Lessons Learned From the Classroom
From the critical pedagogic perspective, it is common practice to solicit student feedback on a class-to-class basis in order to evaluate teacher performance and course content (Nylund &Tilsen, 2006). Asking students to assess what helped them learn and what could have been done differently, we sought to incorporate student suggestions to improve class content, the learning experience, and our own teaching. Feedback was collected through short written anonymous forms that were submitted at the end of class. We used the feedback that students provided to gauge students' level of comfort engaging in these activities and the overall utility of such classroom experience. Here, we present some valuable lessons learned from students' feedback and some observations and reflections from the overall classroom experience made by us.
Our experience shows that students are enthusiastic and enjoy multimedia and multisensory models, an interactive style of teaching, and hands-on application of the content. The following are quotes extracted from student feedback: “I liked how we were asked to connect what we learned to our real life experiences”; “It was uncomfortable, but I liked stepping out of my comfort zone”; and “I think visuals, group activities, and role play are very helpful to learning. It's just as important as reading because some people learn better with ‘hands on.' ”
However, we were also reminded that our own excitement and perhaps romanticized notions of our pedagogic approach and techniques will not always coincide with those of our students. For example, a few students were not comfortable with “acting.” For this classroom experience to be truly free and joyful, instead of threatening and controlling, we advise asking if everyone is comfortable to participate or, as an alternative, inviting only volunteers to present their sculptures so that students do not feel forced. Also, thinking through how to divide students into groups for the Image Theatre activity may help lessen the discomfort. For instance, being in a familiar group of people or having similar field placement groups may help students engage in activities more comfortably. There are certainly advantages of working with a small group: The experience is more meaningful because participants are able to reflect and engage with themselves much better with a little bit of direction. We also learned that students are accustomed to gathering content rather than experiencing a class and that we needed to provide more information about the Hampton Institute. Hence, it is important to strike a good balance between the content we provided and the method we used.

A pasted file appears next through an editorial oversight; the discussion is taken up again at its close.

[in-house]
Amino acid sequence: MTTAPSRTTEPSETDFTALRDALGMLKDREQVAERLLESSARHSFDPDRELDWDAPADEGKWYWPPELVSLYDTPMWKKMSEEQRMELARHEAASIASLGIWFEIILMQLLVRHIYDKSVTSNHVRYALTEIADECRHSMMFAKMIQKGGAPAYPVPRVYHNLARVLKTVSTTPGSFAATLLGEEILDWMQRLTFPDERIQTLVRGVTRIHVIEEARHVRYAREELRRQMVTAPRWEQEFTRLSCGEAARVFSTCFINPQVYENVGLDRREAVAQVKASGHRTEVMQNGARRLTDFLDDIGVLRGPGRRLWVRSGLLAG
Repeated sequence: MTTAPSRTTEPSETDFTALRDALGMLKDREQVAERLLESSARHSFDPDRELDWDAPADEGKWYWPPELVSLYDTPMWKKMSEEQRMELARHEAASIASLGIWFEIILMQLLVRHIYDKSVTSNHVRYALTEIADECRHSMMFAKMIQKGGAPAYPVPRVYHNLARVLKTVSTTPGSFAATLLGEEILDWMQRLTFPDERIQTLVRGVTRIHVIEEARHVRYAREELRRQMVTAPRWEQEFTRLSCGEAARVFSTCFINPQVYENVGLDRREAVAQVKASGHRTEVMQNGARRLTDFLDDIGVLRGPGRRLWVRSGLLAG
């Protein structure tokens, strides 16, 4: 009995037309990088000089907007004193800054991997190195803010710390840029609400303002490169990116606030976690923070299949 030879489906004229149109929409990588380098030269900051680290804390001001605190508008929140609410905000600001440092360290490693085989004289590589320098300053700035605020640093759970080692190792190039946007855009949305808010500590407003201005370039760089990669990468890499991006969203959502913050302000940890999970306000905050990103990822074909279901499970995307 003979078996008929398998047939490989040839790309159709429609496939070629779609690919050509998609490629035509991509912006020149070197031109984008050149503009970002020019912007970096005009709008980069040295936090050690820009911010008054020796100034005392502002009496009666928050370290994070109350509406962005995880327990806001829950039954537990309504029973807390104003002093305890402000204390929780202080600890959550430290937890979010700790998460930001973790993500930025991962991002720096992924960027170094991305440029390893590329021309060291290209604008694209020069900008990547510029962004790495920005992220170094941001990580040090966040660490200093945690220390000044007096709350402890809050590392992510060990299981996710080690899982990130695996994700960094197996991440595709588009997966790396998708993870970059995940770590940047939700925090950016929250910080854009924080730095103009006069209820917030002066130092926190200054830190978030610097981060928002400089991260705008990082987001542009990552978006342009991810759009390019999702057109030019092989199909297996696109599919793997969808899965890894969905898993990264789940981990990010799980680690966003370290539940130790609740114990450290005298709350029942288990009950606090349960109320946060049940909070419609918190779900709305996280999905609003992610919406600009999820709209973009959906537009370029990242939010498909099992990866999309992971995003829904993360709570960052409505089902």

We observed that students are desperate for correct answers and will seek more information, particularly in the critical analysis of the images. They also tend to jump into interpreting rather than simply observing/seeing the sculptures. This dynamic made us realize that we need to invite students to observe recurrent patterns and reflect on them together. For example, one such theme in our classroom that came up was the note-taker role of the social worker in almost every image. This was followed by an intense discussion on the potential reason for such a pattern to occur. Due to the value-laden content and diversity of experiences as well as perspectives driving the discussion, emotions arise and “hot moments” ensue (Harlap, 2014). Hot moments occur when emotions get involved and the objective discussion becomes personal. As an instructor, one needs to be prepared for such tensions and be able to acknowledge and incorporate them. Also, our experience shows that the discussion tends to remove the spotlight from the students' self-inquiry as a soon-to-be social worker to the topic of discussion. With this in mind, in both activities it is important to keep the focus on student selves and their self-awareness development.